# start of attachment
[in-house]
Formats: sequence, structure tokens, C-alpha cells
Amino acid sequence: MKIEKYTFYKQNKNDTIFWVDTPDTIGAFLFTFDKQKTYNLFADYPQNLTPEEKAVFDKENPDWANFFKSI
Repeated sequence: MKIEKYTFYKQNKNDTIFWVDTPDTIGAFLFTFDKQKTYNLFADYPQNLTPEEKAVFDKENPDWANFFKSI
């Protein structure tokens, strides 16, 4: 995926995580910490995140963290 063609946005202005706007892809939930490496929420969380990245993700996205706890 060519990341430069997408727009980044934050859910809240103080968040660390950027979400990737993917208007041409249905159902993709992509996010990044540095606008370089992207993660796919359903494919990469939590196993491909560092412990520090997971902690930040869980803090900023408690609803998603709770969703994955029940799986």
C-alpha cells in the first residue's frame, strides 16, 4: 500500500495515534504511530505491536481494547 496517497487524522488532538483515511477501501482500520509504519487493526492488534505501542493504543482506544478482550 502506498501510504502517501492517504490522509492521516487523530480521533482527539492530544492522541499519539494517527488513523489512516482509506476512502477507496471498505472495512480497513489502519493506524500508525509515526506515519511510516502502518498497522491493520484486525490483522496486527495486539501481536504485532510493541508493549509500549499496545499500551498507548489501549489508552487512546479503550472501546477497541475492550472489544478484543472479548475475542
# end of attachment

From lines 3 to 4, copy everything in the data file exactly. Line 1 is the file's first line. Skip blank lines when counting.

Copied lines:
Amino acid sequence: MKIEKYTFYKQNKNDTIFWVDTPDTIGAFLFTFDKQKTYNLFADYPQNLTPEEKAVFDKENPDWANFFKSI
Repeated sequence: MKIEKYTFYKQNKNDTIFWVDTPDTIGAFLFTFDKQKTYNLFADYPQNLTPEEKAVFDKENPDWANFFKSI